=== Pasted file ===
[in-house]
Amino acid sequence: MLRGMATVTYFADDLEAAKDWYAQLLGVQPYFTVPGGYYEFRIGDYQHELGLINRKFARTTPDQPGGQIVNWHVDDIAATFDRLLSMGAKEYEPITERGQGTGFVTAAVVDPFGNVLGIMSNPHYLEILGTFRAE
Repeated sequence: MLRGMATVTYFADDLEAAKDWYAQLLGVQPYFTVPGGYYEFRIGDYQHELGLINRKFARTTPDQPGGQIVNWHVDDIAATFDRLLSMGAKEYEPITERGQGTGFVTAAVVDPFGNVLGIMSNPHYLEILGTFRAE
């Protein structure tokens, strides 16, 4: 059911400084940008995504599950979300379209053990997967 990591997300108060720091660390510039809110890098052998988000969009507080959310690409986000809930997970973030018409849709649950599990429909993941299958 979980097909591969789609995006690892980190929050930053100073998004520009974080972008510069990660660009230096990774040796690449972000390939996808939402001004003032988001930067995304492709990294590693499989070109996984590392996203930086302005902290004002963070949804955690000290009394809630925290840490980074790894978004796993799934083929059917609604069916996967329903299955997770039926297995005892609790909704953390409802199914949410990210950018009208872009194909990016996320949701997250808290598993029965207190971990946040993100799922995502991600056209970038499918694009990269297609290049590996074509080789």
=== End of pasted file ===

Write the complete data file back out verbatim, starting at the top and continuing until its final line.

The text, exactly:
[in-house]
Amino acid sequence: MLRGMATVTYFADDLEAAKDWYAQLLGVQPYFTVPGGYYEFRIGDYQHELGLINRKFARTTPDQPGGQIVNWHVDDIAATFDRLLSMGAKEYEPITERGQGTGFVTAAVVDPFGNVLGIMSNPHYLEILGTFRAE
Repeated sequence: MLRGMATVTYFADDLEAAKDWYAQLLGVQPYFTVPGGYYEFRIGDYQHELGLINRKFARTTPDQPGGQIVNWHVDDIAATFDRLLSMGAKEYEPITERGQGTGFVTAAVVDPFGNVLGIMSNPHYLEILGTFRAE
């Protein structure tokens, strides 16, 4: 059911400084940008995504599950979300379209053990997967 990591997300108060720091660390510039809110890098052998988000969009507080959310690409986000809930997970973030018409849709649950599990429909993941299958 979980097909591969789609995006690892980190929050930053100073998004520009974080972008510069990660660009230096990774040796690449972000390939996808939402001004003032988001930067995304492709990294590693499989070109996984590392996203930086302005902290004002963070949804955690000290009394809630925290840490980074790894978004796993799934083929059917609604069916996967329903299955997770039926297995005892609790909704953390409802199914949410990210950018009208872009194909990016996320949701997250808290598993029965207190971990946040993100799922995502991600056209970038499918694009990269297609290049590996074509080789």